Starlink kits importer, StarSat Africa to reduce Starlink price in South Africa by 20%

Temitope Akintade
Starlink


StarSat Africa, a major importer of Starlink kits to South Africa, is set to slash prices by 13-20% over the coming weeks due to SpaceX’s bulk price reductions, per reports on Tuesday.

The latest reductions in equipment price will see the current R14,999 kit price drop to R12,000-R13,000, aligning more closely with the United States and United Kingdom prices. 

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According to the company, the move aims to make Starlink more accessible in 17 Sub-Saharan African countries despite the legal issues facing the Elon Musk-led company in Southern Africa. 

More on the report 

According to a MyBroadband report, StarSat Africa, a major importer of kits to South Africa plans to reduce its equipment prices by between 13% and 20% (from R14,999 to between R12,000 and R13,000) over the next few weeks.

Referring to additional surcharges levied by the governments of Eswatini and Lesotho, the company said:

It might even be lower, but we have to work in a lot of [fee] hurdles these days.”

The company said the significant discount was possible due to SpaceX reducing prices on bulk Starlink purchases. StarSat Africa’s price will now be more closely aligned with the US Starlink kit price of $599 (R11,379) and £449 (R10,750) in the UK. 

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StarSat Africa’s price includes all shipping, VAT, and import fees and will confirm its final new pricing towards the end of February 2024.

StarSat Africa confirms its back order of about 300 units in Namibia and 72 in South Africa. The company however says the backlogs should be resolved by the end of March, from when customers can expect a turnaround time of 48 hours from ordering to delivery, in contrast to the current period of four months.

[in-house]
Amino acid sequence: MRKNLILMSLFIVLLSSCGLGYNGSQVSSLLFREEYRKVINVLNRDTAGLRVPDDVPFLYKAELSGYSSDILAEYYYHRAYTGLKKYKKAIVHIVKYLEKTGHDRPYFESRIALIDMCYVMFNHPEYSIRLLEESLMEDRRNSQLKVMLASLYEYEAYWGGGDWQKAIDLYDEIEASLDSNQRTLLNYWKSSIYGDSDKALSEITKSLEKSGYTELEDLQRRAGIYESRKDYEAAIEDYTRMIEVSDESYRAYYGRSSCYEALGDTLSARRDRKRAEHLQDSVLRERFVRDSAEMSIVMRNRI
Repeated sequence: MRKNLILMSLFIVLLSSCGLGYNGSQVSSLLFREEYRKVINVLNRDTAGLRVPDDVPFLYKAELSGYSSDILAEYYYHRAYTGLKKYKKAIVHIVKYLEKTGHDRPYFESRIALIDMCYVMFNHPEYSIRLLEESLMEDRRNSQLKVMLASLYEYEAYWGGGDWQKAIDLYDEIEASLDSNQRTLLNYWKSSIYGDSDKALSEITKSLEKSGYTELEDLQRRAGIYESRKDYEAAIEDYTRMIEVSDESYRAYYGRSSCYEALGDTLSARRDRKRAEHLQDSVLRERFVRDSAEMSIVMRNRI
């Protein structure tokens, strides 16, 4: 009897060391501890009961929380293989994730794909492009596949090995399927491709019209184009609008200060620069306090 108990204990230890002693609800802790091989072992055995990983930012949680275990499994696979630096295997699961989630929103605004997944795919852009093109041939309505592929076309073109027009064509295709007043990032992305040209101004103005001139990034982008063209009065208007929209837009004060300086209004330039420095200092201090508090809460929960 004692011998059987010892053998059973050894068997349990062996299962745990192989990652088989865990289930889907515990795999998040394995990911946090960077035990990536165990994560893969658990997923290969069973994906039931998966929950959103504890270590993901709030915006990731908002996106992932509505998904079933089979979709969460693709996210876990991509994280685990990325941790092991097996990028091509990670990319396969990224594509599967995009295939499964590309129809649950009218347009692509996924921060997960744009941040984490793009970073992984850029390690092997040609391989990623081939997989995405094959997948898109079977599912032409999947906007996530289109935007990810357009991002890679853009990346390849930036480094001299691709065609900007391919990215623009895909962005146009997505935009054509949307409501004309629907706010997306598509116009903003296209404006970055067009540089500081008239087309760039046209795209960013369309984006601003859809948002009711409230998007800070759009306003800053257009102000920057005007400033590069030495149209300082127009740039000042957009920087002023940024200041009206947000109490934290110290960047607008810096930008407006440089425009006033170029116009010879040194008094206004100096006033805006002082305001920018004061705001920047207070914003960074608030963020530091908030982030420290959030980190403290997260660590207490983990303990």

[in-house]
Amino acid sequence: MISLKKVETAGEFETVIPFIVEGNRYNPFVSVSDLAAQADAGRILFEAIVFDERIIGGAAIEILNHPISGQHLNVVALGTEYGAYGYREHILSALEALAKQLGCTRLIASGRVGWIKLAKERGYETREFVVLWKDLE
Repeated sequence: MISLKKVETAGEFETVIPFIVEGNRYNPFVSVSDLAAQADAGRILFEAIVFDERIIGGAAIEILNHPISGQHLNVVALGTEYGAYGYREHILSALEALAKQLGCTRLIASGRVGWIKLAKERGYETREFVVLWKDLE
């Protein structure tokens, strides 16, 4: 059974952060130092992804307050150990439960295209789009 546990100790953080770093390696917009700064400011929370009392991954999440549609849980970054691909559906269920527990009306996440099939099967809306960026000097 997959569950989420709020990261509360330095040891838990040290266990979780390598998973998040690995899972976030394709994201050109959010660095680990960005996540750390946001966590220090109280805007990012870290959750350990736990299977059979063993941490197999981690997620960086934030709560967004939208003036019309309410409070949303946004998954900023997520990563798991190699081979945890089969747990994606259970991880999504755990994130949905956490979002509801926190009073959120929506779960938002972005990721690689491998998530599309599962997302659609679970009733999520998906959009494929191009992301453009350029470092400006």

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In addition to South Africa, StarSat Africa offers the import and delivery of Starlink units to 17 Sub-Saharan African countries, including Botswana, Namibia, and Zimbabwe.

In exchange for using its services, StarSat Africa offers a two-year warranty on all equipment failures with a two-day priority delivery turnaround for the new unit. For damages outside provisions of the warranty, like hail or lightning, the replacement price applies, but a kit will be made available immediately for a swap.

The use of Starlink in South Africa has experienced a notable surge despite warnings from the Independent Communications Authority of South Africa (Icasa).

The Independent Communications Authority of South Africa (Icasa) declared the use of Starlink illegal due to pending regulatory requirements. This announcement aimed to dissuade consumers from utilising Starlink until the company secures local licensing.

Despite Icasa’s regulatory measures, South African consumers continue to acquire Starlink kits from vendors in neighbouring markets where the service is legally available.

Two prominent companies facilitating the import and activation of Starlink for South Africans are IcasaSePush and Starsat Africa. They both operate out of Mozambique to sidestep potential legal conflicts with Icasa which maintains that the use or provision of Starlink in South Africa is illegal.

According to a MyBroadband report, over 14,000 Starlink kits were imported into the country in 2023, despite the fact that the service is not officially approved. Also, IcasaSePush disclosed receiving around 200 Starlink queries daily and expressed optimism about selling more than 600 kits monthly by the end of January 2024. StarSat Africa, facing legal action from Icasa, claimed to have retained a substantial customer base, with over 12,000 sign-ups as of November 2023.

In light of South Africa’s power crisis, consumers have turned to Starlink’s low-latency and high-speed service. As the demand for Starlink in South Africa continues to rise, the intersection of global technological advancements and local regulatory intricacies shapes the trajectory of the satellite internet service’s presence in the country. 


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